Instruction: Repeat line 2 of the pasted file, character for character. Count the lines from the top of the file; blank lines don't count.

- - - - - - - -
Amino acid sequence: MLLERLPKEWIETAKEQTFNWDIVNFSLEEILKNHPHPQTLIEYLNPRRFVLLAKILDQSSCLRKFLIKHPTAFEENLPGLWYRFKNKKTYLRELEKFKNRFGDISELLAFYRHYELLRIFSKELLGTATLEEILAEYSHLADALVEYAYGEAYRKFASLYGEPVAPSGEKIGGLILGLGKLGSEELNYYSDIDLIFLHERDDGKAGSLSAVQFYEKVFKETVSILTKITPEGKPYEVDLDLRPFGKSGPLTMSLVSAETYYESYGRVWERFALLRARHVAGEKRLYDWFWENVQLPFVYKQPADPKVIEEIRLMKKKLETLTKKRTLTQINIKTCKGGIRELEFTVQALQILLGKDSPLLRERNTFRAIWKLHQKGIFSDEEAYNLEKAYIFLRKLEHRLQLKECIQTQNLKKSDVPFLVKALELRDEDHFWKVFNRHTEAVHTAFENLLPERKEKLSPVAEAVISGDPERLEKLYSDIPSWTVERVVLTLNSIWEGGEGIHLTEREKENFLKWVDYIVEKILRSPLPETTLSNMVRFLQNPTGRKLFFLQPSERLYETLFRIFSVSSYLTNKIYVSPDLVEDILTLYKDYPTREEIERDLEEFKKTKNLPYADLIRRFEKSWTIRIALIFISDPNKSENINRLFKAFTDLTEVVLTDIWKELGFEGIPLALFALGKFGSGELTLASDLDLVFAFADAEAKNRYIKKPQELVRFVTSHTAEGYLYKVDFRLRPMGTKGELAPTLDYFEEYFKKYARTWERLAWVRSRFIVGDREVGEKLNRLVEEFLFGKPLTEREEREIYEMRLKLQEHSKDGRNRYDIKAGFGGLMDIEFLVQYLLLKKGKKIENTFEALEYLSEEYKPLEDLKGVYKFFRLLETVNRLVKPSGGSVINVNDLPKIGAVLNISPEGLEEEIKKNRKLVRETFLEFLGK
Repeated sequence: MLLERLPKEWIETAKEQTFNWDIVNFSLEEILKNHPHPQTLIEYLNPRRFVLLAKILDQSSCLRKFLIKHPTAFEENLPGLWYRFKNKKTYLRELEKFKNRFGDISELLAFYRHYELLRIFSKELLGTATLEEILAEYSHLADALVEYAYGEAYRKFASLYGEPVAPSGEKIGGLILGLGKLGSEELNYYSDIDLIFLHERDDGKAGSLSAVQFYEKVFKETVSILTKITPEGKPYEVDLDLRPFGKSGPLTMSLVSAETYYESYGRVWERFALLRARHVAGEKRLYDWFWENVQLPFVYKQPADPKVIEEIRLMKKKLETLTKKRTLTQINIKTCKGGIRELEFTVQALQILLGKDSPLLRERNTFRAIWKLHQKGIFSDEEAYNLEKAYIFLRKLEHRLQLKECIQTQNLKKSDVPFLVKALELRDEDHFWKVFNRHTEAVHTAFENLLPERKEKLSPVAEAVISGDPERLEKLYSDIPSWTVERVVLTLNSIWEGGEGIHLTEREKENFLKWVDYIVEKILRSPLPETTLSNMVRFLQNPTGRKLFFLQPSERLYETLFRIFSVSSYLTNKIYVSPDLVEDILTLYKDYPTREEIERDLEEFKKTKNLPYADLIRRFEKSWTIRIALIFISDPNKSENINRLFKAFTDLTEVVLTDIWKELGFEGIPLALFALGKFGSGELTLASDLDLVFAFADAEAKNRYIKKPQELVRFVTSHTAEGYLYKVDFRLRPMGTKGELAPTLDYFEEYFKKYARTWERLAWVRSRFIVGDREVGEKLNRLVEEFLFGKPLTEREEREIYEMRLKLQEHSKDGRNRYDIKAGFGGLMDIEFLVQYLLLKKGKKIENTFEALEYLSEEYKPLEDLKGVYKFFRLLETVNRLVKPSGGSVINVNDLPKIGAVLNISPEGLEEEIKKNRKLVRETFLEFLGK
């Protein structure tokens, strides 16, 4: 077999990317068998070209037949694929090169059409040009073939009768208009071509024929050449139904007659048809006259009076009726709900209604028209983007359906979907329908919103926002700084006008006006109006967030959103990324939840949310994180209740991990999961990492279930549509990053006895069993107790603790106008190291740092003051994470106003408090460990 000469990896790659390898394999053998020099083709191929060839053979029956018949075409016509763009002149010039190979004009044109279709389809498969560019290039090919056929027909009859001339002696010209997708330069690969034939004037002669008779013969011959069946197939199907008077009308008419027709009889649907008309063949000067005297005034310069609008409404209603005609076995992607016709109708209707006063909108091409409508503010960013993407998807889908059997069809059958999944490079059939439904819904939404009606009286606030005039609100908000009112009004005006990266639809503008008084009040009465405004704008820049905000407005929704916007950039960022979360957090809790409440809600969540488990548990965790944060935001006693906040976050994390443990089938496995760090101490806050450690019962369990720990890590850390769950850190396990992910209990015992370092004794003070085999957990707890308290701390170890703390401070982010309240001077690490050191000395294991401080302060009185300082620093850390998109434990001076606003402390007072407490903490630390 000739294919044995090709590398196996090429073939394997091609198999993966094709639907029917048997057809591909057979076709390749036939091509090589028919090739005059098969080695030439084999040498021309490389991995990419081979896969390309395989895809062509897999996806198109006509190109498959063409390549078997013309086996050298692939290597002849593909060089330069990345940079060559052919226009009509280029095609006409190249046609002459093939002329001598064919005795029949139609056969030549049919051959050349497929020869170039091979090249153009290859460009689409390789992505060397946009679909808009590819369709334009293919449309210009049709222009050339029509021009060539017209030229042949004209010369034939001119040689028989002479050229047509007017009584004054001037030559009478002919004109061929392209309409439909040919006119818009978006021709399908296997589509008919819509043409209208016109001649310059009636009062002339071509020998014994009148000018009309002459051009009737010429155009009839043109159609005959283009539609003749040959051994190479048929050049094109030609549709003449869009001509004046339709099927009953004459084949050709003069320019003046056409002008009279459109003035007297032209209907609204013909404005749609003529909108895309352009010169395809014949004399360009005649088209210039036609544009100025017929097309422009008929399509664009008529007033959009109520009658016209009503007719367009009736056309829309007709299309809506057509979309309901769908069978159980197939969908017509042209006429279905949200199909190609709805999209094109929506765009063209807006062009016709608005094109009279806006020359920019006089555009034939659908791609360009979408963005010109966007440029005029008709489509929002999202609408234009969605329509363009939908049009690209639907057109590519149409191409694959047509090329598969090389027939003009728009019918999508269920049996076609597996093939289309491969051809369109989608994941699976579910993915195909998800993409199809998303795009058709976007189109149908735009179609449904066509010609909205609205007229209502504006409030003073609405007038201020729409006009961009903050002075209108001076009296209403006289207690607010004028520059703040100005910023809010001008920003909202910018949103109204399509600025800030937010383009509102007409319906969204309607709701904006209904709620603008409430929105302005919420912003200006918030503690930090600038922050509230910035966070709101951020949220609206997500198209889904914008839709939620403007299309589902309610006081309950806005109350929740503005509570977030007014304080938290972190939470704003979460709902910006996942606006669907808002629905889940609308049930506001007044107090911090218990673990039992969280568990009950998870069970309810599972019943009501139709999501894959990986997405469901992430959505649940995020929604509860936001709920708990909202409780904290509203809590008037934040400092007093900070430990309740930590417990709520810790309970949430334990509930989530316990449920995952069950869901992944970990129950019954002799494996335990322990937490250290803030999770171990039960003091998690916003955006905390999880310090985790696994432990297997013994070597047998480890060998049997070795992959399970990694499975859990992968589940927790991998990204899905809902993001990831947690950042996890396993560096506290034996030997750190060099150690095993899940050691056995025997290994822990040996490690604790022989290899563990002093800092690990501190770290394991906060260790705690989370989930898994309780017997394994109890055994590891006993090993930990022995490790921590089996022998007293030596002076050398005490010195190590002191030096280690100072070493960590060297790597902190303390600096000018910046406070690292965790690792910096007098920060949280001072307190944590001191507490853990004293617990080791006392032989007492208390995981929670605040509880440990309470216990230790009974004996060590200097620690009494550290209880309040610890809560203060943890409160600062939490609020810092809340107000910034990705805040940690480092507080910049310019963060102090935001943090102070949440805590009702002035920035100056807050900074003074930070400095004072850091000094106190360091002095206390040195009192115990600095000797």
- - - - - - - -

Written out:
Repeated sequence: MLLERLPKEWIETAKEQTFNWDIVNFSLEEILKNHPHPQTLIEYLNPRRFVLLAKILDQSSCLRKFLIKHPTAFEENLPGLWYRFKNKKTYLRELEKFKNRFGDISELLAFYRHYELLRIFSKELLGTATLEEILAEYSHLADALVEYAYGEAYRKFASLYGEPVAPSGEKIGGLILGLGKLGSEELNYYSDIDLIFLHERDDGKAGSLSAVQFYEKVFKETVSILTKITPEGKPYEVDLDLRPFGKSGPLTMSLVSAETYYESYGRVWERFALLRARHVAGEKRLYDWFWENVQLPFVYKQPADPKVIEEIRLMKKKLETLTKKRTLTQINIKTCKGGIRELEFTVQALQILLGKDSPLLRERNTFRAIWKLHQKGIFSDEEAYNLEKAYIFLRKLEHRLQLKECIQTQNLKKSDVPFLVKALELRDEDHFWKVFNRHTEAVHTAFENLLPERKEKLSPVAEAVISGDPERLEKLYSDIPSWTVERVVLTLNSIWEGGEGIHLTEREKENFLKWVDYIVEKILRSPLPETTLSNMVRFLQNPTGRKLFFLQPSERLYETLFRIFSVSSYLTNKIYVSPDLVEDILTLYKDYPTREEIERDLEEFKKTKNLPYADLIRRFEKSWTIRIALIFISDPNKSENINRLFKAFTDLTEVVLTDIWKELGFEGIPLALFALGKFGSGELTLASDLDLVFAFADAEAKNRYIKKPQELVRFVTSHTAEGYLYKVDFRLRPMGTKGELAPTLDYFEEYFKKYARTWERLAWVRSRFIVGDREVGEKLNRLVEEFLFGKPLTEREEREIYEMRLKLQEHSKDGRNRYDIKAGFGGLMDIEFLVQYLLLKKGKKIENTFEALEYLSEEYKPLEDLKGVYKFFRLLETVNRLVKPSGGSVINVNDLPKIGAVLNISPEGLEEEIKKNRKLVRETFLEFLGK